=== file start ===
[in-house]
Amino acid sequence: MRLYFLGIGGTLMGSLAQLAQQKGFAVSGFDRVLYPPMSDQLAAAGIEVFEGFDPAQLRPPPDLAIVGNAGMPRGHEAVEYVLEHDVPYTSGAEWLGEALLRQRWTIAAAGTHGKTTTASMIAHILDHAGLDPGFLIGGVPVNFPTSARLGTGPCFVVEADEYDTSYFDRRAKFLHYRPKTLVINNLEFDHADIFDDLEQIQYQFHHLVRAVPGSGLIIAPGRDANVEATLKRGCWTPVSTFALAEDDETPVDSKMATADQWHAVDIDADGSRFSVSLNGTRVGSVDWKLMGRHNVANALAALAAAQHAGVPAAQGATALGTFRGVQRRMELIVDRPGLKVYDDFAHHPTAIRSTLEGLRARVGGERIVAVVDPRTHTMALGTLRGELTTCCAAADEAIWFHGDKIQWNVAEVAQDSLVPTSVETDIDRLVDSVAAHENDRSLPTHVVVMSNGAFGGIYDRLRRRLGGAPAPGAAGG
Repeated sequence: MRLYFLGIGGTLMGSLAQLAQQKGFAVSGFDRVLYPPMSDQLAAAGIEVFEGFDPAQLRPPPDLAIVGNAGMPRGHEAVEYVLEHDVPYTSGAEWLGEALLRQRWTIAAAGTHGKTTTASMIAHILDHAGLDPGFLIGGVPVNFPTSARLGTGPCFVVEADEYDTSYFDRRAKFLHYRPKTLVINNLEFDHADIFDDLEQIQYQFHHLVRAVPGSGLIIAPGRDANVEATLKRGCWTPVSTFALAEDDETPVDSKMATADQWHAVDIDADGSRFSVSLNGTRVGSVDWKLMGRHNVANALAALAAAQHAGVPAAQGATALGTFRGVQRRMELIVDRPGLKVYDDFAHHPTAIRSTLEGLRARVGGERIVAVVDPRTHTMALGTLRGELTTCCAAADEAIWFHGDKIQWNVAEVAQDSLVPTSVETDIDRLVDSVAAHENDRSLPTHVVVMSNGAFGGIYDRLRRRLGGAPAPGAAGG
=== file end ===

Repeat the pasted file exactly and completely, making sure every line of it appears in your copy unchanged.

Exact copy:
[in-house]
Amino acid sequence: MRLYFLGIGGTLMGSLAQLAQQKGFAVSGFDRVLYPPMSDQLAAAGIEVFEGFDPAQLRPPPDLAIVGNAGMPRGHEAVEYVLEHDVPYTSGAEWLGEALLRQRWTIAAAGTHGKTTTASMIAHILDHAGLDPGFLIGGVPVNFPTSARLGTGPCFVVEADEYDTSYFDRRAKFLHYRPKTLVINNLEFDHADIFDDLEQIQYQFHHLVRAVPGSGLIIAPGRDANVEATLKRGCWTPVSTFALAEDDETPVDSKMATADQWHAVDIDADGSRFSVSLNGTRVGSVDWKLMGRHNVANALAALAAAQHAGVPAAQGATALGTFRGVQRRMELIVDRPGLKVYDDFAHHPTAIRSTLEGLRARVGGERIVAVVDPRTHTMALGTLRGELTTCCAAADEAIWFHGDKIQWNVAEVAQDSLVPTSVETDIDRLVDSVAAHENDRSLPTHVVVMSNGAFGGIYDRLRRRLGGAPAPGAAGG
Repeated sequence: MRLYFLGIGGTLMGSLAQLAQQKGFAVSGFDRVLYPPMSDQLAAAGIEVFEGFDPAQLRPPPDLAIVGNAGMPRGHEAVEYVLEHDVPYTSGAEWLGEALLRQRWTIAAAGTHGKTTTASMIAHILDHAGLDPGFLIGGVPVNFPTSARLGTGPCFVVEADEYDTSYFDRRAKFLHYRPKTLVINNLEFDHADIFDDLEQIQYQFHHLVRAVPGSGLIIAPGRDANVEATLKRGCWTPVSTFALAEDDETPVDSKMATADQWHAVDIDADGSRFSVSLNGTRVGSVDWKLMGRHNVANALAALAAAQHAGVPAAQGATALGTFRGVQRRMELIVDRPGLKVYDDFAHHPTAIRSTLEGLRARVGGERIVAVVDPRTHTMALGTLRGELTTCCAAADEAIWFHGDKIQWNVAEVAQDSLVPTSVETDIDRLVDSVAAHENDRSLPTHVVVMSNGAFGGIYDRLRRRLGGAPAPGAAGG